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July 10, 2006

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Comments

Esther

Quite a genuine Critical Appreciation of the Book Kitchen Sense.

Though I found the book's instructional feature incomplete without pictures, yet I found that Mitchell Davis has tailored the book to cater to the needs of an amateur American gourmet.

You had been apt to point out that this cookbook is bound to improve the culinary skills of a cook.

{However I do not agree that a novice cannot find his rescure here. Every instruction is is accompanied with detailed illustrations to guide a novice at every step.

Alberto

Esther, I find pictures are a nice added bonus at times, but often they become the whole point of cooking books while the recipes suffer. In that regard, I'd rather have a book with no pictures but with tried and tested instructions than one that has nice looks.

You are probably right about the novice cooks, there are indeed a number of recipes that anyone could follow. Yet I think there are other books which might be better suited for them. Probably I am influenced by some of the terribly clumsy cooking "freshmen" I know, who manage to screw up the simple act of heating a pasta sauce :-).

cath

Alberto, thank you so much for joining us. I showed your post to a friend who's a native Southerner -- and she said, "That looks exactly like food my mama used to make for us!" :-)

Tanna

I think your gravy would look and taste just about right!

jenjen

I find it refreshing when you get a cookbook that is actually a great read as well. Im all for cookbooks with pretty pictures but having that little extra is nice. This cookbook sounds like a good one.

Walker Thompson

I agree with this. I use cookbooks like encycloepedias. In other words, only when I'm in a bind do I reach for the experts opinion. Well, I can't say that is true, either, because many times I'm constantly grabbing for them. Oh gosh, what am I saying. Alright, I'm perfectly hooked. I need cookbook to tell me how to get out of bed in the morning. I think we all need this sometimes...

Alberto

Cath and Tanna, thanks for the positive feedback on my go at gravy and biscuits!

Walker, what to say... yo semm to be hooked indeed ;-).

Sucar

Hey-I'm a southerner and I think your gravy looks perfect. I have a compulsive urge to mention that the shape of your biscuits aren't typical of the American southeast. (Our biscuits are invariably circular-sometimes a cookie cutter/biscuit cutter but also a jar or a glass). It took me a while to register that you hadn't put sausage gravy onto a baguette. I feel a hearty breakfast coming for my family this weekend!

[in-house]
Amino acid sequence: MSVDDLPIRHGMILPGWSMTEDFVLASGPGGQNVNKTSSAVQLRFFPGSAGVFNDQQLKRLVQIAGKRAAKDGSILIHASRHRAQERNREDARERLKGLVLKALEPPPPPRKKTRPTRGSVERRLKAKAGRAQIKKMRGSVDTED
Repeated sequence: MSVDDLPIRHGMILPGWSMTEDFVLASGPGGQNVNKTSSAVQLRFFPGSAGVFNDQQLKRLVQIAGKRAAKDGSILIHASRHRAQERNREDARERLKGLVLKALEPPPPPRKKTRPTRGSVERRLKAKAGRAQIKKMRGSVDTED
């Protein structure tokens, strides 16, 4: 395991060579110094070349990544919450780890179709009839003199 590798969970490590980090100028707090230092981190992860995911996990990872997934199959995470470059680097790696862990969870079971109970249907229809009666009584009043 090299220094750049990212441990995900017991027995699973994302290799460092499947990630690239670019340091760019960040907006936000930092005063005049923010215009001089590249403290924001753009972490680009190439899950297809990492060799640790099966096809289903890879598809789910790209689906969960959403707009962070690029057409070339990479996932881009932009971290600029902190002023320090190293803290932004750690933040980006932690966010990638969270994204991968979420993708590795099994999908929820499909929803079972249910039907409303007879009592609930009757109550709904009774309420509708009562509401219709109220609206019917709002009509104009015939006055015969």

jasmine

Hi Alberto

What a great post. I too lingered over the biscuits and gravy recipe...I'll probably try them a bit later on:)

j

Alberto

Sucar, thanks for the shape tip. Mitchell Davies does indeed mention that round is the traditional way to go. I could not find my round cutters so I used a less classic wedge shape.

I did find the round cutters afterwards: my son was using them to cut out plasticine cookies :-).

Jyotsna aka deccanheffalump

It IS great to find a book where the recipes are as good as the pictures. This particular recipe sounds quite mouthwateringly good.
About the flour- thats so true. Is it because many American recipes specify Self raising flour or All Purpose flour? Never quite figured it out.
Only one type of White Flour is available here and we all add baking powder according to our own tastes.

Scott

I'm intrigued by this one! Certainly the recipes here seem to veer on the side of innovativity without creating modern culinary disasters.
In light of culinary disaster trends, see things like "vindaloo icecream". Yuk!

covai

i'm very much abstracted by this and thre is some more, I found that amazing in south Asia (India).

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